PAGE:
Is it ethical to participate in a search that has concealed preferences for the hire?
Sometimes it’s not easy to tell whether a hiring department is more interested in your scholarship or your pedagogy.
How do you approach the job market if you are a traditional Ph.D. applying for an interdisciplinary opening, or vice versa?
They made you an offer that you may want to refuse.
What’s the best way to respond when your dream job in administration quickly turns into a nightmare?
Do candidates and their letter-writers a favor: Don’t ask for documents you don’t actually need at the initial screening stage.
In Part 2 of the series "Ice Skating in Hell," a Ph.D. offers a rundown of where she applied, and why.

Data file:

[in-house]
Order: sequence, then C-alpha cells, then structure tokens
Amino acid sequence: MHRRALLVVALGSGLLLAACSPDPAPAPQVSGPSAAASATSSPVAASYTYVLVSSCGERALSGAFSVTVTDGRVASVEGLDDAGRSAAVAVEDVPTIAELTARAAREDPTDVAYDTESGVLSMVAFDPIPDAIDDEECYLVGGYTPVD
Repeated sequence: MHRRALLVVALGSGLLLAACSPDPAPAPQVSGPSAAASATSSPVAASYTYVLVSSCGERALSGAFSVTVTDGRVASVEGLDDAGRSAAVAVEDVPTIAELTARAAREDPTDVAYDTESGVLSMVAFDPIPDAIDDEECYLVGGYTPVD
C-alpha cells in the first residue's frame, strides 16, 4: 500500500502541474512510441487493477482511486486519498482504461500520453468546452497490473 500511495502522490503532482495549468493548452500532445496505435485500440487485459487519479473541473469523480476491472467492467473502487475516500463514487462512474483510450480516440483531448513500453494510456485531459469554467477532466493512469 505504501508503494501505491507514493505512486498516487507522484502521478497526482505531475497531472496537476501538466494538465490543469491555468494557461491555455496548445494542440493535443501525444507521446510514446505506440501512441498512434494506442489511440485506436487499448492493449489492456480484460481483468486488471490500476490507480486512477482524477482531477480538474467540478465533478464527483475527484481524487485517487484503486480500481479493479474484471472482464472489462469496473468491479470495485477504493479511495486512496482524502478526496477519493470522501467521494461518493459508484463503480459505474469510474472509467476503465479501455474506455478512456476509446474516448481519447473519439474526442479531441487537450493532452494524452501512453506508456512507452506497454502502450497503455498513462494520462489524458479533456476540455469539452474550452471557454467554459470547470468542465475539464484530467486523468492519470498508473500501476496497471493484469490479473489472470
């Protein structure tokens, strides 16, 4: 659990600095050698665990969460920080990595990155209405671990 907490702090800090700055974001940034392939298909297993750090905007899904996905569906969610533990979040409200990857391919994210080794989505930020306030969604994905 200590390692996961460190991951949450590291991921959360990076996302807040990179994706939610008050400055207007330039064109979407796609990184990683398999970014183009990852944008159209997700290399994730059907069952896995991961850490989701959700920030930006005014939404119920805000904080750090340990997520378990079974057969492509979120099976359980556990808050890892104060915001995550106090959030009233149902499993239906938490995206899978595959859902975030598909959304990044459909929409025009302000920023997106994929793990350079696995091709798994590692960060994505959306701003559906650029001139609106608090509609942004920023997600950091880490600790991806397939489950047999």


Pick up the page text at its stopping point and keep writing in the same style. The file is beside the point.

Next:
Formal risk-management methods might be overkill, but you can learn how to informally evaluate the potential hazards facing your projects.
Search committees want to see how you teach, not how you use PowerPoint.
Be on the lookout for the big-picture agenda when search committees ask you a seemingly narrow question
The person you present during your two-day visit is the person the search committee will assume you to be.
In Part 1 of a new series, "Ice Skating in Hell," a Ph.D. wonders: "Am I out of my ever-loving mind?"